Walnut Burgers for Metabolic Health
A recent study found that walnut (Juglans regia, Juglandaceae) consumption provided antioxidant activity in subjects with different paraoxonase-1 (PON-1) phenotypes at risk for heart disease (See HC 011368-472).1 As concern for the effects of meat consumption on dietary health grows, as well as the controversy over the proper labeling of meat that the British public has experienced in 2012-2013, alternative protein sources have become a conscious consideration for the general public and more meat alternatives have been introduced to the market. However, many of these pre-packaged "meat alternatives" may contain ingredients that do not provide overall health benefits. Below is a recipe for raw nut burgers made with walnuts and almonds (Prunus dulcis, Rosaceae), a nut that has been shown to lower cholesterol and aid in heart health.
Mexican Nut Burger Recipe
1 cup almonds, soaked overnight, then rinsed
1 cup walnuts, soaked overnight, then rinsed
½ cup sunflower or pumpkin seeds, soaked overnight, then rinsed
1 onion, chopped
1 Tbsp. miso
½ cup sun-dried tomatoes, soaked for 2 hours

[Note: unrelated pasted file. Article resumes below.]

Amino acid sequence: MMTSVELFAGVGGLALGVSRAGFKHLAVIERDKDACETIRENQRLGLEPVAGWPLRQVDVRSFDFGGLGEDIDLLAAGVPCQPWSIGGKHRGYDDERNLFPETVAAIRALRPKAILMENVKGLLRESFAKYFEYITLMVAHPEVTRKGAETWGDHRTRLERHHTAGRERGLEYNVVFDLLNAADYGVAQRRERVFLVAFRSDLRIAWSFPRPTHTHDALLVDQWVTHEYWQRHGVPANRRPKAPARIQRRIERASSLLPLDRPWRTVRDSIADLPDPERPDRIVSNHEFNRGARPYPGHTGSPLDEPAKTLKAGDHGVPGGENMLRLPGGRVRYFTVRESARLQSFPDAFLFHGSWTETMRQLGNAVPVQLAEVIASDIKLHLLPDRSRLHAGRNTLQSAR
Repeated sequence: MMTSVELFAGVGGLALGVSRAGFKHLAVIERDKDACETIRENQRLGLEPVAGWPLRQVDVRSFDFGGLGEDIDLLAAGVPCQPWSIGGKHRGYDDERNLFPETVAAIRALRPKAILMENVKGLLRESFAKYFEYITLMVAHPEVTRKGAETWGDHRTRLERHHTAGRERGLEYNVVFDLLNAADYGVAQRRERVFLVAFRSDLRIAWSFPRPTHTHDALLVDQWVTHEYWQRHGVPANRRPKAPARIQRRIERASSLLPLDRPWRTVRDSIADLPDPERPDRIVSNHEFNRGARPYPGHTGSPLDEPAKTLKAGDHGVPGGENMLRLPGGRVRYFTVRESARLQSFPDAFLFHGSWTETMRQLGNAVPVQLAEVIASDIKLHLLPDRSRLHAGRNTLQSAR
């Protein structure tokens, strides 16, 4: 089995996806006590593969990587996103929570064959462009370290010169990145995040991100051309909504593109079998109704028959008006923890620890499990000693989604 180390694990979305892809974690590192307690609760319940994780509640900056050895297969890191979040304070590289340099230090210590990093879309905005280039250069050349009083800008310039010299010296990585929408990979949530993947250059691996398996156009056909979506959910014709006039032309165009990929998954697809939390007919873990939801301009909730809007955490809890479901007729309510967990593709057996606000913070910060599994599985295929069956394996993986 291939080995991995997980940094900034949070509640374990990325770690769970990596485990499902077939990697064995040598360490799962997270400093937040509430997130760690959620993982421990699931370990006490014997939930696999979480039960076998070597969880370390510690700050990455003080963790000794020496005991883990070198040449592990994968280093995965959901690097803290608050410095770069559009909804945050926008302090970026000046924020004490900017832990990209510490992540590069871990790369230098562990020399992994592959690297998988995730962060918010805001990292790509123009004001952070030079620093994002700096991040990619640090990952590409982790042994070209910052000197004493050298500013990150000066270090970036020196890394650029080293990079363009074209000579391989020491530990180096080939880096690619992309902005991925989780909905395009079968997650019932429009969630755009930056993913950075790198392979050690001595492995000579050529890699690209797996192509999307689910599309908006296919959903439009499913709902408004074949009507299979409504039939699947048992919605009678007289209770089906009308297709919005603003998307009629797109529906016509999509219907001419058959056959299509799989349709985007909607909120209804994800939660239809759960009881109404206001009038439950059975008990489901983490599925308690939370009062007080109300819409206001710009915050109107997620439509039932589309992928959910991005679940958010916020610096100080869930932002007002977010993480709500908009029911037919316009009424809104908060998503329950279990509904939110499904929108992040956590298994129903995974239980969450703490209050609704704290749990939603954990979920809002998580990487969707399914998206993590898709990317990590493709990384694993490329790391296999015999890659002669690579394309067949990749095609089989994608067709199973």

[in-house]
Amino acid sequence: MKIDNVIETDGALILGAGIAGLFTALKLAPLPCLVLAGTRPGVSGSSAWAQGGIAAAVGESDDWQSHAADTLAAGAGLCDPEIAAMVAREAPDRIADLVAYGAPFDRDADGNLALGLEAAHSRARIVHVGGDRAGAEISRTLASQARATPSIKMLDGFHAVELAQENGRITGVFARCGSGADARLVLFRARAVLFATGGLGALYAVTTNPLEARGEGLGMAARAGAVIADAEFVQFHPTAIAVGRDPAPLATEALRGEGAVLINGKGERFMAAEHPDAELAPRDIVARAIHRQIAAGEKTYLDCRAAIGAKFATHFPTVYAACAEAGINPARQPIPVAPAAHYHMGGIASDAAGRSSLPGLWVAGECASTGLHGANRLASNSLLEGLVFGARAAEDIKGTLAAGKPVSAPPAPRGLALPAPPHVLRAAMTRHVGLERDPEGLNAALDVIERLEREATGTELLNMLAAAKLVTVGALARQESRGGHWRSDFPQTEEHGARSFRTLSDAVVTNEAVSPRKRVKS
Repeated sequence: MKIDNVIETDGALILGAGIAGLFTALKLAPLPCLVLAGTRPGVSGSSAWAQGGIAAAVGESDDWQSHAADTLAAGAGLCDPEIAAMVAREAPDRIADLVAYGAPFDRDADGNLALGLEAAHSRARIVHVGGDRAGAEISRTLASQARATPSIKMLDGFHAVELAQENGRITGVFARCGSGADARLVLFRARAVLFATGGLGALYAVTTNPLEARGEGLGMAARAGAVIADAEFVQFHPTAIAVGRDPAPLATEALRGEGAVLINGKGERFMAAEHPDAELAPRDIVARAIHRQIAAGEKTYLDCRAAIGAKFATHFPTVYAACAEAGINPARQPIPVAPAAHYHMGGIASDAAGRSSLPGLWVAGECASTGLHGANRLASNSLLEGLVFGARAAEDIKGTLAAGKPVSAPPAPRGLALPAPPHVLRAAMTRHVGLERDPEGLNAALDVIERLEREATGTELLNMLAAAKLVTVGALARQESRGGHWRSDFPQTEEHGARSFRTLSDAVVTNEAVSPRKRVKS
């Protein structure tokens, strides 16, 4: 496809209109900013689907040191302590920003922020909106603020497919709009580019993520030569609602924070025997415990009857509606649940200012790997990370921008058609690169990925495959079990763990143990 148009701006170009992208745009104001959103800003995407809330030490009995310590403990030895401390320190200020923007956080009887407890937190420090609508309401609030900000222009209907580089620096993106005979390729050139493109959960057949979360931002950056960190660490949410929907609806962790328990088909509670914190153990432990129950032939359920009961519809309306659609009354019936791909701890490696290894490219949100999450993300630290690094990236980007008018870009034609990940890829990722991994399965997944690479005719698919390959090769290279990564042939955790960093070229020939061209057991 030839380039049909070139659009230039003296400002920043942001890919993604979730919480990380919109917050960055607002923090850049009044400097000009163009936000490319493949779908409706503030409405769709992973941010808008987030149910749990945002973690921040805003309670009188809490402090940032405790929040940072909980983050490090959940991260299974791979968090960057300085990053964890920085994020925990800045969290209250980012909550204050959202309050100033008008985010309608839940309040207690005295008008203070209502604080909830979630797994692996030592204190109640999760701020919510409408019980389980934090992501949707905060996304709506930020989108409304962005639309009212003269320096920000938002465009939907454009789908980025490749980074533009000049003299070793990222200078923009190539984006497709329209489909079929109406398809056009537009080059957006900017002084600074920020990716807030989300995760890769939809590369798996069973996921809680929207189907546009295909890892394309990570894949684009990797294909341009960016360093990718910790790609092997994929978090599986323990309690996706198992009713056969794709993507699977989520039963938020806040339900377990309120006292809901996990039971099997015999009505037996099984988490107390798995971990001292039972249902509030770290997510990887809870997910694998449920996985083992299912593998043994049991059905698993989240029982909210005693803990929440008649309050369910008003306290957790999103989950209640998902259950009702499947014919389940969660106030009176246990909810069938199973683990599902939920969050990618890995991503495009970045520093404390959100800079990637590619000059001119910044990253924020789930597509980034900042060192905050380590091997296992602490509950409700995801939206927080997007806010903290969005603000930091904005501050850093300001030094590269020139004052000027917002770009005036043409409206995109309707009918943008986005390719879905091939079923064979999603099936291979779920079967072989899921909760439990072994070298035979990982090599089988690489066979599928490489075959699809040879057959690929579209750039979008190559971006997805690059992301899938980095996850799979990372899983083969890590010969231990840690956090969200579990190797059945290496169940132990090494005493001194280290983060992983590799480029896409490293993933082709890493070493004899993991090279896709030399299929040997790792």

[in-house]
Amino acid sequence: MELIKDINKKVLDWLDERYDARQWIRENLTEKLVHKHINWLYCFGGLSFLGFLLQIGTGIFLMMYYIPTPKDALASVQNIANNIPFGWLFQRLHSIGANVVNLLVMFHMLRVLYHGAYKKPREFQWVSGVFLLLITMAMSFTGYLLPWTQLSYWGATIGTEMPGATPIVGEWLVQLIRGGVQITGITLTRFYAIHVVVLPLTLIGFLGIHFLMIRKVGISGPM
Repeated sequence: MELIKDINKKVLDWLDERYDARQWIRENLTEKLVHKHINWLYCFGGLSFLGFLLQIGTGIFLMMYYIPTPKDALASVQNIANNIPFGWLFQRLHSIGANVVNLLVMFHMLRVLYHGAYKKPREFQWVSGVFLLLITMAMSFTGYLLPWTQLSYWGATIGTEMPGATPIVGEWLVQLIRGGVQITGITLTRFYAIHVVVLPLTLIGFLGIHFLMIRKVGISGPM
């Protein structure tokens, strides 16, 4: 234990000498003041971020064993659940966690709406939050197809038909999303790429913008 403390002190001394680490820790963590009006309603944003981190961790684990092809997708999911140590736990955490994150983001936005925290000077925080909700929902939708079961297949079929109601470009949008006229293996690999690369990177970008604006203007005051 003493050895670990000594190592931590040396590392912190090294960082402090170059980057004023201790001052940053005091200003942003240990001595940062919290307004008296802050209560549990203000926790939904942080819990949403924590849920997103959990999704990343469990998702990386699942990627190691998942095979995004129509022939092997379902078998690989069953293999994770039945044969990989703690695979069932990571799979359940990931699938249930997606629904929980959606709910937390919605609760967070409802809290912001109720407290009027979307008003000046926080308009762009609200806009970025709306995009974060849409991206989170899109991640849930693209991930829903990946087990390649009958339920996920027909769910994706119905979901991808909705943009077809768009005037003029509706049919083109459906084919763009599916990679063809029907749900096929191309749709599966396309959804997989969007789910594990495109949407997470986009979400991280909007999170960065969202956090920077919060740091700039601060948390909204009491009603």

1 tsp. chili powder
2 cloves minced garlic
1 tsp. cumin
Combine all ingredients in a food processor and process until minced and thoroughly mixed. Add a little olive oil if mixture needs more binding. Shape into small burger-sized patties on dehydrator sheets. There are various methods for dehydration. One would be to dehydrate the burgers for one hour at 145°F, then reduce the temperature to 115°F until about half dry. The burgers can be stored in the refrigerator for a few days. The recipe can also be adapted to Italian nut burgers by replacing the chili powder and cumin with Italian seasoning.
The recipe was adapted from a nut burger recipe found in Brigitte Mars’ Rawsome! Laguna Beach, CA: Basic Health Publications, Inc.; 2004.
Reference1Sánchez-Muniz FJ, Canales A, Nus M, et al. The antioxidant status response to low-fat and walnut paste-enriched meat differs in volunteers at high cardiovascular risk carrying different PON-1 polymorphisms. J Am Coll Nutr. June 2012;31(3):194-205.